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 How Did You Come to Be Here?

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UMD Campus Invited to Share Stories
Everyone has a unique story


students
The entire UMD community is invited to answer the question, "How did you come to be here?" Long Xiong, Tawana Stocker, Susana Peylayo-Woodward, DeAngelo Johnson, Tom Isbell, Sara Thomsen, and Leo Howard bring a little personality to the task.

How did you come to be here? That is the question the entire campus community is invited to answer as UMD integrates the newly adopted, inclusive, core values and Strategic Planning Campus Action Plan into classrooms and activities.

Everyone, faculty, staff, administrators, and students, are invited to go to a special website, "Share YOUR story," and explain how he or she arrived at this college in Duluth. UMD has a goal of having an openly engaged campus. "When students, faculty, and staff—can talk about all the issues—even the difficult ones, we will be successful." said Susana Pelayo-Woodward, director of the Office of Cultural Diversity. "That's why we encourage everyone to share a story."

Chancellor Black and the UMD Diversity Commission invites faculty, staff, administrators, and students to participate in the 2011-2012 campus theme, How did you come to be here? The questions asked of the UMD community are: How did YOU come to be here? Are you indigenous to this land? Were your ancestors forced here in slavery? Did you or your ancestors immigrate? What was the interaction between different racial, cultural, religious groups in our ancestry? And in reference to the campus: Who is the UMD community now?

"The project is our collective attempt to make the Strategic Plan a living, breathing evolving force on the UMD campus," said Joie Acheson Lee, co-chair, of the Diversity Commission. "It asks all of us to become culturally aware by learning our own unique stories as well as listening to each other. We hope that it is a cornerstone in the foundation of an inclusive campus climate — a climate that in turn deepens our appreciation of our rich and multi-layered community."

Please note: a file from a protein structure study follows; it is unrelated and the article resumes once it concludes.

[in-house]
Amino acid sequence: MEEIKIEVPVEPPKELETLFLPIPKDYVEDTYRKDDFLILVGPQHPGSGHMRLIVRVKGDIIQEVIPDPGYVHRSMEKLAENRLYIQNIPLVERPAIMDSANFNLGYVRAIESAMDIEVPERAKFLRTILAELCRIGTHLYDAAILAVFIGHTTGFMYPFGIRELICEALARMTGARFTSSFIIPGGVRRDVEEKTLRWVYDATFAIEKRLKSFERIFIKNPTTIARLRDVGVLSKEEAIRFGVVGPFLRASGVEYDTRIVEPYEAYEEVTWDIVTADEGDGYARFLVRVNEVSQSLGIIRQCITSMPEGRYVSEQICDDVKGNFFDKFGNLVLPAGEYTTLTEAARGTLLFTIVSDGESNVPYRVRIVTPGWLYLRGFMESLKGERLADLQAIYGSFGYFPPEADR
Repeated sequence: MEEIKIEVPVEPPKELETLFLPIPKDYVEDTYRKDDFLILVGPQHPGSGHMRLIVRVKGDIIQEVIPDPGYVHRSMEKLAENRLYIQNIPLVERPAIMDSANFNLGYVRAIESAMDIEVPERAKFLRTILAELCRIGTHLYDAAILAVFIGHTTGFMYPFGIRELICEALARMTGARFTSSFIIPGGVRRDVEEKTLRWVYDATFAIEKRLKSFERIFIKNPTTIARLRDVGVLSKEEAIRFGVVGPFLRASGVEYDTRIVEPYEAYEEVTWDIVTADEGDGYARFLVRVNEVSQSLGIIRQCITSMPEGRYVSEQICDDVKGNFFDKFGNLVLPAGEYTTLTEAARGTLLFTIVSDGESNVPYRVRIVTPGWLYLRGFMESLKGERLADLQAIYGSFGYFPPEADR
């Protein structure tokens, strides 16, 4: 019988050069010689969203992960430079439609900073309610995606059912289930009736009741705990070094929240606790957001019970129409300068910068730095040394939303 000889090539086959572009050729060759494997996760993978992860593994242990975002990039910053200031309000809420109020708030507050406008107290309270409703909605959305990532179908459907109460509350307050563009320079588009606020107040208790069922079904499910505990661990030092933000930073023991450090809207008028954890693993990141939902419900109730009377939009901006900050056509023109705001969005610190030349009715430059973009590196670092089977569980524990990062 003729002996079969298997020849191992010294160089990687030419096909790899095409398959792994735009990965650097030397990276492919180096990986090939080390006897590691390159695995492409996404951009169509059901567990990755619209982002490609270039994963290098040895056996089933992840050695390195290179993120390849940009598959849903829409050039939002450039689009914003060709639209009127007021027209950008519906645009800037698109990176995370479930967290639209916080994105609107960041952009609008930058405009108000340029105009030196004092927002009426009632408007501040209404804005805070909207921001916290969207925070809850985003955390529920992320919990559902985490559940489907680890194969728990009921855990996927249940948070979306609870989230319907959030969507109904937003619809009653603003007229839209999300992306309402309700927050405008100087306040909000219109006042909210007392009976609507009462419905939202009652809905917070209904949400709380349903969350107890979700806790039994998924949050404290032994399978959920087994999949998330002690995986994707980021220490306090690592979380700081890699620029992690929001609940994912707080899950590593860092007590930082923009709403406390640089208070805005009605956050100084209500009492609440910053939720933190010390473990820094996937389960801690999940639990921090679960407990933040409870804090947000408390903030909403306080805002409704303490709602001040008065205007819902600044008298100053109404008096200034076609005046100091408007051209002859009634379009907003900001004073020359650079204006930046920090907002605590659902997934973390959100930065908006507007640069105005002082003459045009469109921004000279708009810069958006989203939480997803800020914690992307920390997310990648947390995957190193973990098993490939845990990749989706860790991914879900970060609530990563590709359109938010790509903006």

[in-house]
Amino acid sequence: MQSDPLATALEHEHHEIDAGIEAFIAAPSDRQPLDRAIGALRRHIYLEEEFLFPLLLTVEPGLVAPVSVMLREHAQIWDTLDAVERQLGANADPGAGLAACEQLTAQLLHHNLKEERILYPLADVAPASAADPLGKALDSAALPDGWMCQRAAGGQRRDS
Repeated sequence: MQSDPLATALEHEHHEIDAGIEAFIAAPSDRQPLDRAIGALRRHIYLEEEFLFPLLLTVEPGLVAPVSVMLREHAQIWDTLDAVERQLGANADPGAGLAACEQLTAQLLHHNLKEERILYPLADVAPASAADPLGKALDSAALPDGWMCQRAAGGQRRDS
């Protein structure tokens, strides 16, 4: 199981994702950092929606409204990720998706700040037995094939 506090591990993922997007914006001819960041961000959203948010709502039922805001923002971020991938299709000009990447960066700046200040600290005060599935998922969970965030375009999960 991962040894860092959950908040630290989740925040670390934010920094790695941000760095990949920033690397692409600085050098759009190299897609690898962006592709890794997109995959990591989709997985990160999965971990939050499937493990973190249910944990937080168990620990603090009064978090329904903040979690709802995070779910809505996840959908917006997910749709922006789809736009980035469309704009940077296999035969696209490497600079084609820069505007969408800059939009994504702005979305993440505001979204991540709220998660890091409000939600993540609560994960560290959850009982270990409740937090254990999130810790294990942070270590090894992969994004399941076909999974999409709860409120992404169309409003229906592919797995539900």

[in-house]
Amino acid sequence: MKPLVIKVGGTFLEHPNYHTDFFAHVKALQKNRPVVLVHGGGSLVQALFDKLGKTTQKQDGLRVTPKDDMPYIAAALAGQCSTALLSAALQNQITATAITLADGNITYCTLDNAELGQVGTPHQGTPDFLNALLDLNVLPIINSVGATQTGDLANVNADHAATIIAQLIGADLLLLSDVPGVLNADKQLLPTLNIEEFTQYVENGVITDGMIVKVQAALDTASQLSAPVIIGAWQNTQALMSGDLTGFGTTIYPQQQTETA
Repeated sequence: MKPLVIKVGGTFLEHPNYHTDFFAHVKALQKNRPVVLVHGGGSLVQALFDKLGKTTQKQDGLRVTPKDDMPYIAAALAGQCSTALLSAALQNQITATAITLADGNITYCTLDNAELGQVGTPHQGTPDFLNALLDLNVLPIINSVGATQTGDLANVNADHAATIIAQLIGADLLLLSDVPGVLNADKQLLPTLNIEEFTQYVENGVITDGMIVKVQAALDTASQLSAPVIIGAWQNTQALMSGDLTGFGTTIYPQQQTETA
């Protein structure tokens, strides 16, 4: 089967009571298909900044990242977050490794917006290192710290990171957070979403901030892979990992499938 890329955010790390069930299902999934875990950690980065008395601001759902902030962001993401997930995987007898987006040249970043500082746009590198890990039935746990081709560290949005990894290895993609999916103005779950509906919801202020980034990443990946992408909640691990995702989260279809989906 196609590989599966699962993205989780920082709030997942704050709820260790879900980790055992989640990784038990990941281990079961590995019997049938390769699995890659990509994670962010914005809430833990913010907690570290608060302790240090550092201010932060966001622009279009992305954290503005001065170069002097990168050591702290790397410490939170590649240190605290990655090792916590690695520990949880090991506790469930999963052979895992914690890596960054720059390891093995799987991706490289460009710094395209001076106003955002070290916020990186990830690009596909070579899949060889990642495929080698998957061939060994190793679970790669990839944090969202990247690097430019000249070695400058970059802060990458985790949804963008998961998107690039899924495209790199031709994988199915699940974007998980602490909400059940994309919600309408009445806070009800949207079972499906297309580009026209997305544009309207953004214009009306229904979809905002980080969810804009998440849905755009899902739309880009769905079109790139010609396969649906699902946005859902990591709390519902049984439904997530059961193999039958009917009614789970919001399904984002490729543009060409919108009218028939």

Across campus, UMD has already begun using the diversity topic. Danny Frank, coordinator for the First Year Experience Program, introduced Bulldog Welcome week by asking 2,000 freshmen to answer 'How did you come to be here?' Susana Pelayo-Woodward is one of the leaders of the project. "The question is at once simple and profound," she said. There are a myriad of viewpoints. Some individuals have a history of sovereignty, immigration, or forced relocation. Others may not know all the details of their heritage, but can offer insight on their personal journeys. "There will be some unique combinations," Woodward said. "We know we need to be aware of different cultures in order to fully accept and celebrate our rich diversity."

Everyone is invited to "Share YOUR story;" watch the TEDTalks with Chimamanda Adichie, The danger of a single story; find inspiration in the various bulletin boards, posters, presentations, and campus wide discussions during fall 2011 and spring 2012; read, watch, and study.

CLASSROOMS AND ACTIVITIES
Paula Pedersen, assistant professor and chair of the Curricular & Co-Curricular Integration Committee, said students, staff, faculty, and administrators are encouraged to consider their own unique story. Faculty and staff are encouraged to integrate the theme "How did YOU come to be here?" into the classroom or activities. "Integrating our core values into life at UMD will help us prepare our students to contribute to an increasingly diverse world," Pedersen said. "This is an opportunity for UMD to come together. As we encounter cultural difference and commonality, we also have the opportunity for increased intercultural effectiveness."